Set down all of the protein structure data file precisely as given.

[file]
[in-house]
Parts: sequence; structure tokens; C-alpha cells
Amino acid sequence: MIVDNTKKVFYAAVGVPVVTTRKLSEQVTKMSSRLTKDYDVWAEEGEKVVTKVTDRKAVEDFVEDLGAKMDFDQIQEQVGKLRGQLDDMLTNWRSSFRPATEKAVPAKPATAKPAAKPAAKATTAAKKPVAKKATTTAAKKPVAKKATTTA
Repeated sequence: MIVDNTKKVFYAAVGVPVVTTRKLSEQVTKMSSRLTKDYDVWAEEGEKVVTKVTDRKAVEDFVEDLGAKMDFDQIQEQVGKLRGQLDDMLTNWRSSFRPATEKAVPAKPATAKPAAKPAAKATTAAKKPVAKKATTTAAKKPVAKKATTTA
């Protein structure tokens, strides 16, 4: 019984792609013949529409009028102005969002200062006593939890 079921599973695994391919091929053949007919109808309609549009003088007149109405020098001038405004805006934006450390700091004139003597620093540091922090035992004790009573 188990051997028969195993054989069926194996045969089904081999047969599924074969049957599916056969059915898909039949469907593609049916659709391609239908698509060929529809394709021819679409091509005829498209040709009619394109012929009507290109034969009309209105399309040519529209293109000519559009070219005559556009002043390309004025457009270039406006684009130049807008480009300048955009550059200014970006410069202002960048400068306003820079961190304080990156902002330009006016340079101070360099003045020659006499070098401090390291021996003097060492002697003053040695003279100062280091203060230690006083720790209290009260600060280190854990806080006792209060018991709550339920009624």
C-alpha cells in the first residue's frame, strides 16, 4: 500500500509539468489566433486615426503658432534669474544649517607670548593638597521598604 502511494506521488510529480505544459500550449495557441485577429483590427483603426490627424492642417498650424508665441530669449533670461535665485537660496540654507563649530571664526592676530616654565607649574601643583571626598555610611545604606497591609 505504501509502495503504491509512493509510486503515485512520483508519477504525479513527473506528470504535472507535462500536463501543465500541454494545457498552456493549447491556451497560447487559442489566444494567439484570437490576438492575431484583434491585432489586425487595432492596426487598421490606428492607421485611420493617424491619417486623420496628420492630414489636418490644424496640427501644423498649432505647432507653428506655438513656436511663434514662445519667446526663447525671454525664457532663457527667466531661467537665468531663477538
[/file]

[in-house]
Parts: sequence; structure tokens; C-alpha cells
Amino acid sequence: MIVDNTKKVFYAAVGVPVVTTRKLSEQVTKMSSRLTKDYDVWAEEGEKVVTKVTDRKAVEDFVEDLGAKMDFDQIQEQVGKLRGQLDDMLTNWRSSFRPATEKAVPAKPATAKPAAKPAAKATTAAKKPVAKKATTTAAKKPVAKKATTTA
Repeated sequence: MIVDNTKKVFYAAVGVPVVTTRKLSEQVTKMSSRLTKDYDVWAEEGEKVVTKVTDRKAVEDFVEDLGAKMDFDQIQEQVGKLRGQLDDMLTNWRSSFRPATEKAVPAKPATAKPAAKPAAKATTAAKKPVAKKATTTAAKKPVAKKATTTA
């Protein structure tokens, strides 16, 4: 019984792609013949529409009028102005969002200062006593939890 079921599973695994391919091929053949007919109808309609549009003088007149109405020098001038405004805006934006450390700091004139003597620093540091922090035992004790009573 188990051997028969195993054989069926194996045969089904081999047969599924074969049957599916056969059915898909039949469907593609049916659709391609239908698509060929529809394709021819679409091509005829498209040709009619394109012929009507290109034969009309209105399309040519529209293109000519559009070219005559556009002043390309004025457009270039406006684009130049807008480009300048955009550059200014970006410069202002960048400068306003820079961190304080990156902002330009006016340079101070360099003045020659006499070098401090390291021996003097060492002697003053040695003279100062280091203060230690006083720790209290009260600060280190854990806080006792209060018991709550339920009624």
C-alpha cells in the first residue's frame, strides 16, 4: 500500500509539468489566433486615426503658432534669474544649517607670548593638597521598604 502511494506521488510529480505544459500550449495557441485577429483590427483603426490627424492642417498650424508665441530669449533670461535665485537660496540654507563649530571664526592676530616654565607649574601643583571626598555610611545604606497591609 505504501509502495503504491509512493509510486503515485512520483508519477504525479513527473506528470504535472507535462500536463501543465500541454494545457498552456493549447491556451497560447487559442489566444494567439484570437490576438492575431484583434491585432489586425487595432492596426487598421490606428492607421485611420493617424491619417486623420496628420492630414489636418490644424496640427501644423498649432505647432507653428506655438513656436511663434514662445519667446526663447525671454525664457532663457527667466531661467537665468531663477538